On my trips to Puerto Vallarta, I had noticed a tarot reader across the street from the condos, and had figured that someday, when my Spanish is better, I will have to go in for a reading. I am very curious about how different it may be in Mexico from the kind of reading I am used to giving and receiving. I have heard from some folks in the South that clients, at least, often request prayers, spells, blessings, and other rituals that they are not used to from their other clients.
On this visit, we happened to notice a shop selling tarot cards, incense, books, and other ritual items, so we decided to stop in. At first, it was hard to find the tarot cards. One thing that was prominently displayed were these:
We wracked our brains for a while to remember what “Jabon” is – soap! In a way, these are like the candles that you burn to attract various things, but instead it is soap that you use to attract what you want. I could probably use the one second from left – to bring you clients. We couldn’t help giggling over the one on the right – Macho Garlic Soap.
Here’s a deck that I probably should have bought for the novelty value:
“The Tarot of Death” (not to be confused with Tarot of the Dead). I probably would have, except that there were only the 22 major arcana, and each had an identical figure of Death, colored differently and with a different background. I couldn’t quite see how this focus on Death would help you learn about Health, Money, and Love, as the cover promises. This seemed to be a general theme, in keeping with the more light-hearted attitude toward death in Mexico:
There were also many ingredients for making infusions and using in rituals in jars around the room, as well as stones and other ritual items. The woman sitting behind a desk looked like she might be a tarot reader, so at least we asked her where the tarot decks were. She pointed out a few on a shelf. It was not the most interesting assortment ever, though I did pick up a recolored version of the Marseilles that I liked, and to support the shop and to practice my Spanish on a fun, familiar topic! We got into quite an extensive discussion with her about her own practice, and it turned she had a much more intriguing assortment of decks:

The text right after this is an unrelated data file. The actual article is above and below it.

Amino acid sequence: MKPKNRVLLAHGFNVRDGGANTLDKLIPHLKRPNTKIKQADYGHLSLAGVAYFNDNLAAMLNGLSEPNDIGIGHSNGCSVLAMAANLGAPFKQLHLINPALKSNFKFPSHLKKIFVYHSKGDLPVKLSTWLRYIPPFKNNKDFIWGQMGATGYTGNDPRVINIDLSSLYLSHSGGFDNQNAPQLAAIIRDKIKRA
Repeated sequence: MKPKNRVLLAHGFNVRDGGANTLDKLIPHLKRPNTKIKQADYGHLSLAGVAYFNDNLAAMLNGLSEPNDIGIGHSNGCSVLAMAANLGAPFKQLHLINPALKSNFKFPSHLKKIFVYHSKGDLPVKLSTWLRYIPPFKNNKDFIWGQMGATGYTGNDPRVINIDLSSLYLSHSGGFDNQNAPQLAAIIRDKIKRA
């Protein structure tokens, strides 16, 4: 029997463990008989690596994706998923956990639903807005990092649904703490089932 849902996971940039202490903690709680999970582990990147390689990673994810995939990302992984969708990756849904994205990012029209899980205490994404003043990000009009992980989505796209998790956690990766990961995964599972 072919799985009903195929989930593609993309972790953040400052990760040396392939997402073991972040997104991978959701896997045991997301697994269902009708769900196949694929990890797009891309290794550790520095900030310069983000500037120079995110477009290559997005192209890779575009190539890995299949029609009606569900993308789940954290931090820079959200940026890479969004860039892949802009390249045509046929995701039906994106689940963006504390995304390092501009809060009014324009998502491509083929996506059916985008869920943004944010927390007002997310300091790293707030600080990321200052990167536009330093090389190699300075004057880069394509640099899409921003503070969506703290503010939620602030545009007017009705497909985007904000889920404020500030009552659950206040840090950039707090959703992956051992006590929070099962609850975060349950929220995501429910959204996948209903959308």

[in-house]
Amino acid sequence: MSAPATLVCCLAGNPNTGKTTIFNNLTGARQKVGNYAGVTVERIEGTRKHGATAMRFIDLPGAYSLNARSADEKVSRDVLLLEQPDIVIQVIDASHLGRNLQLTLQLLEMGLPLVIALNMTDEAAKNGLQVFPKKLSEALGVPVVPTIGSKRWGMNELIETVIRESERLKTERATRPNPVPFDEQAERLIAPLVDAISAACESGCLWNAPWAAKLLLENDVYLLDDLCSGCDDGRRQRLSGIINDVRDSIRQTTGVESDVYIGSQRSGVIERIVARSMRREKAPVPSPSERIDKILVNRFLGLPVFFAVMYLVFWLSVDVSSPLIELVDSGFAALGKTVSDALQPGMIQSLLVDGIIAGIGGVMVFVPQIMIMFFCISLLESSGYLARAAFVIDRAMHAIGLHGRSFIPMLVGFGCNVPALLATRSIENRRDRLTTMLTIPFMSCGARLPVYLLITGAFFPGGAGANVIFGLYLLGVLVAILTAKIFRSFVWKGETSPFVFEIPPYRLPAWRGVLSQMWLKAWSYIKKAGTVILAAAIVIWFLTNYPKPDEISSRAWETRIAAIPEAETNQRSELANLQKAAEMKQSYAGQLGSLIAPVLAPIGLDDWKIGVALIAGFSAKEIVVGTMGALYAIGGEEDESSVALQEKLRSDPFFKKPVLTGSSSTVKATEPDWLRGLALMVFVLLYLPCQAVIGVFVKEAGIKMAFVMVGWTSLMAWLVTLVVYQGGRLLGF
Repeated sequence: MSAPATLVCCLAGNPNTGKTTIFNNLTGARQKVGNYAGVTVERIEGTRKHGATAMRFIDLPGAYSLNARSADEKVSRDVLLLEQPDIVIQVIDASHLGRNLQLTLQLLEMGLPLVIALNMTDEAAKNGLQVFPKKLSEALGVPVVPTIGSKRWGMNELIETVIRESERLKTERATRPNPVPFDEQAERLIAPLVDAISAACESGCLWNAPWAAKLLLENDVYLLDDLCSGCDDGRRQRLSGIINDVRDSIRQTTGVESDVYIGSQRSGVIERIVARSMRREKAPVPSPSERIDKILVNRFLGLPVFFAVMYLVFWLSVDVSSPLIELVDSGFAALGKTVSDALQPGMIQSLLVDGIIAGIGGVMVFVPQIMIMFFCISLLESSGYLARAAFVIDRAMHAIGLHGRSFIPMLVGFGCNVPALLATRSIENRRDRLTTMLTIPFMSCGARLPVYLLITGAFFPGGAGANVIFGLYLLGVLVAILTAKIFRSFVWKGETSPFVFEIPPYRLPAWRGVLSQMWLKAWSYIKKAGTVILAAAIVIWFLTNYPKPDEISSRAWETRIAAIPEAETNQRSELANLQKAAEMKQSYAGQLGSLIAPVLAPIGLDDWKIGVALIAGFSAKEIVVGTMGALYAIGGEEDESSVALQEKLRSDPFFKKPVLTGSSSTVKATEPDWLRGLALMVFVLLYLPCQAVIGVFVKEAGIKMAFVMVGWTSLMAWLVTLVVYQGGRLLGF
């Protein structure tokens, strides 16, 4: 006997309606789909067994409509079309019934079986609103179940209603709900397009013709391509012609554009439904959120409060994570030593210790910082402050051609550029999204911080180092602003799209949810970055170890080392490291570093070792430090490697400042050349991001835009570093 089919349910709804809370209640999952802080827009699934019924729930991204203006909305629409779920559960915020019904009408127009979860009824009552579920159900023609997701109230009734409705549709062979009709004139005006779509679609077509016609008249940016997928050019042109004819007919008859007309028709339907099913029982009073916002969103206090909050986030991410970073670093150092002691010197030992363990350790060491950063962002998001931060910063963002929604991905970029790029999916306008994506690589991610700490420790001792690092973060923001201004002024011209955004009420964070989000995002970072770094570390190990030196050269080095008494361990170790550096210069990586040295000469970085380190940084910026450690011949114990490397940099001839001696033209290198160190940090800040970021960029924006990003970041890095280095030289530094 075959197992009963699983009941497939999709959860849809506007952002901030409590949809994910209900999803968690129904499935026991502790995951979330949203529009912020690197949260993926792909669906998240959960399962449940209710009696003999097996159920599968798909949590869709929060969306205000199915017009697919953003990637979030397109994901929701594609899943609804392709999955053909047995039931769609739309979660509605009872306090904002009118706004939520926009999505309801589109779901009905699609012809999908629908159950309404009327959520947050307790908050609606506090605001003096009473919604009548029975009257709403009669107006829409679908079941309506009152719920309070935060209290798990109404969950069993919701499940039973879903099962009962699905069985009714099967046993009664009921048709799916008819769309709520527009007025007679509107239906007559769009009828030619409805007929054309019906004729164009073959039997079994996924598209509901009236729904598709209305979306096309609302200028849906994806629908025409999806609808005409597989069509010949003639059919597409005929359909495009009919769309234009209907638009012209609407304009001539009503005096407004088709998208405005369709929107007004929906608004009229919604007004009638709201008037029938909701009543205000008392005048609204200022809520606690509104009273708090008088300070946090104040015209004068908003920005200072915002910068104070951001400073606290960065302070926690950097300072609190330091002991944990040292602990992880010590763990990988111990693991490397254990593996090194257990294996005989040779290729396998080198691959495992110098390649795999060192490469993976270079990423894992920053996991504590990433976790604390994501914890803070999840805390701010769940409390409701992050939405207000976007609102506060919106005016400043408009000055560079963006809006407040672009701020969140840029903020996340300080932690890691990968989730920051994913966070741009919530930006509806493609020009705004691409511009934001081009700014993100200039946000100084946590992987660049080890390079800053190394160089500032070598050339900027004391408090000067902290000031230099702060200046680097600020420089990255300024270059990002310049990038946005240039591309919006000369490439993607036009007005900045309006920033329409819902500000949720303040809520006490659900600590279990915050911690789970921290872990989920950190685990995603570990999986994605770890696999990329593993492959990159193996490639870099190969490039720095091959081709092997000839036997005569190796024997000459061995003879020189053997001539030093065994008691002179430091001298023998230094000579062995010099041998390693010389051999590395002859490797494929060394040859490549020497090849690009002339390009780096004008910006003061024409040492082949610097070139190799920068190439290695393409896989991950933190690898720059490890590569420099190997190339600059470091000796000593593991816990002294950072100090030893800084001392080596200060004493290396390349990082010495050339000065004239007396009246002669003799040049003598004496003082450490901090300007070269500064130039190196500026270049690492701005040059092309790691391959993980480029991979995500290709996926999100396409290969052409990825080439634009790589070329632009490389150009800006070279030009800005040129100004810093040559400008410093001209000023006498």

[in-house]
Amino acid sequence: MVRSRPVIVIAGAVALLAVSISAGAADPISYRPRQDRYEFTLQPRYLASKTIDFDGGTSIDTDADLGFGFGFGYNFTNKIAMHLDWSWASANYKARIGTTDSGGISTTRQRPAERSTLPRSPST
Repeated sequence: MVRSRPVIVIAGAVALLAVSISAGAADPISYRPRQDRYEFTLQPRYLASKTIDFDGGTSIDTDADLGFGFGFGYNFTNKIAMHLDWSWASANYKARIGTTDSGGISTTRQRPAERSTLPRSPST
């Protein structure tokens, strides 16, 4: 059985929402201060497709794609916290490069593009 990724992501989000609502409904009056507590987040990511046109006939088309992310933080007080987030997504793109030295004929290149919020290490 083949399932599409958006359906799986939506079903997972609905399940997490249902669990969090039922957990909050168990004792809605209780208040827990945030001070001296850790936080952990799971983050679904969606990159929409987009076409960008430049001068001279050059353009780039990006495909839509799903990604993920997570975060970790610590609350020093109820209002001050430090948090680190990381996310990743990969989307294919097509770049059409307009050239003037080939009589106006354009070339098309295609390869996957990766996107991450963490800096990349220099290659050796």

Those above are her personal collection, used with more private clients (not in the shop). She had set of well-worn decks that she used for the public, including a Gypsy deck with 48 cards. She says these are used by the Gypsies in Mexico – I found myself wondering about the origin of the deck, as well as the origins of these Gypsies that apparently travel from place to place. I had thought that most European Gypsies read with regular playing cards. In spite of having 48 cards (closer to 52, at least) these were not a regular playing deck. They had some attributes like a tarocchi deck in the illustrations, almost – except for the lack of a trump suit. I’ll have to get ahold of one of these on one of my next trips and look at it more carefully.